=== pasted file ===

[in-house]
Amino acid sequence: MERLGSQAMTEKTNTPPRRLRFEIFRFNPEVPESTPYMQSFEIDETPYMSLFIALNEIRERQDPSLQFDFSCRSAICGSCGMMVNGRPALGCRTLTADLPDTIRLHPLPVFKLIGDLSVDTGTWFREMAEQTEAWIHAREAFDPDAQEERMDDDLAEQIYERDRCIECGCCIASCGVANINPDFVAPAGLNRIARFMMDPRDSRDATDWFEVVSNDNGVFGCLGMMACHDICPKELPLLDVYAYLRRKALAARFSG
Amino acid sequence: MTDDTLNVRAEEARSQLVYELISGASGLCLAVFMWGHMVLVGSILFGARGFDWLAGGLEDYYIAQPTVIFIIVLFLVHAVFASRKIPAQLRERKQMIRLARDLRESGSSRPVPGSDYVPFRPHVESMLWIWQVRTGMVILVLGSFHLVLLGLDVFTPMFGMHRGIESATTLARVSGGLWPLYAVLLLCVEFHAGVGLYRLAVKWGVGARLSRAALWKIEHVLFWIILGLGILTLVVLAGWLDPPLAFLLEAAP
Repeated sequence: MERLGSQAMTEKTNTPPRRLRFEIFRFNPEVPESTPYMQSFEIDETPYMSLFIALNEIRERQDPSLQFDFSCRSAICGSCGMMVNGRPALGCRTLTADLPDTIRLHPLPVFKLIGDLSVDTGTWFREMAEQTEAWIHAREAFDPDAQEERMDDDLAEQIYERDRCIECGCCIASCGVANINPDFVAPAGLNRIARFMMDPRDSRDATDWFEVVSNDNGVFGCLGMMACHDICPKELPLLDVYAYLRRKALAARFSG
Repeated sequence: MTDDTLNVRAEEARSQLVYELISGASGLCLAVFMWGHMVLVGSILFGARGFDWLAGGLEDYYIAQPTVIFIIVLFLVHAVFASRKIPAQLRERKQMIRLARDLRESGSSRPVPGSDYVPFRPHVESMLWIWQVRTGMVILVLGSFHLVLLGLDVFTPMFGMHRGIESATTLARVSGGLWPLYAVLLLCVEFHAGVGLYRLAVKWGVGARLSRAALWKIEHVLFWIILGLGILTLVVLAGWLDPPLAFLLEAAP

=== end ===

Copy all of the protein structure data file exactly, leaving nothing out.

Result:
[in-house]
Amino acid sequence: MERLGSQAMTEKTNTPPRRLRFEIFRFNPEVPESTPYMQSFEIDETPYMSLFIALNEIRERQDPSLQFDFSCRSAICGSCGMMVNGRPALGCRTLTADLPDTIRLHPLPVFKLIGDLSVDTGTWFREMAEQTEAWIHAREAFDPDAQEERMDDDLAEQIYERDRCIECGCCIASCGVANINPDFVAPAGLNRIARFMMDPRDSRDATDWFEVVSNDNGVFGCLGMMACHDICPKELPLLDVYAYLRRKALAARFSG
Amino acid sequence: MTDDTLNVRAEEARSQLVYELISGASGLCLAVFMWGHMVLVGSILFGARGFDWLAGGLEDYYIAQPTVIFIIVLFLVHAVFASRKIPAQLRERKQMIRLARDLRESGSSRPVPGSDYVPFRPHVESMLWIWQVRTGMVILVLGSFHLVLLGLDVFTPMFGMHRGIESATTLARVSGGLWPLYAVLLLCVEFHAGVGLYRLAVKWGVGARLSRAALWKIEHVLFWIILGLGILTLVVLAGWLDPPLAFLLEAAP
Repeated sequence: MERLGSQAMTEKTNTPPRRLRFEIFRFNPEVPESTPYMQSFEIDETPYMSLFIALNEIRERQDPSLQFDFSCRSAICGSCGMMVNGRPALGCRTLTADLPDTIRLHPLPVFKLIGDLSVDTGTWFREMAEQTEAWIHAREAFDPDAQEERMDDDLAEQIYERDRCIECGCCIASCGVANINPDFVAPAGLNRIARFMMDPRDSRDATDWFEVVSNDNGVFGCLGMMACHDICPKELPLLDVYAYLRRKALAARFSG
Repeated sequence: MTDDTLNVRAEEARSQLVYELISGASGLCLAVFMWGHMVLVGSILFGARGFDWLAGGLEDYYIAQPTVIFIIVLFLVHAVFASRKIPAQLRERKQMIRLARDLRESGSSRPVPGSDYVPFRPHVESMLWIWQVRTGMVILVLGSFHLVLLGLDVFTPMFGMHRGIESATTLARVSGGLWPLYAVLLLCVEFHAGVGLYRLAVKWGVGARLSRAALWKIEHVLFWIILGLGILTLVVLAGWLDPPLAFLLEAAP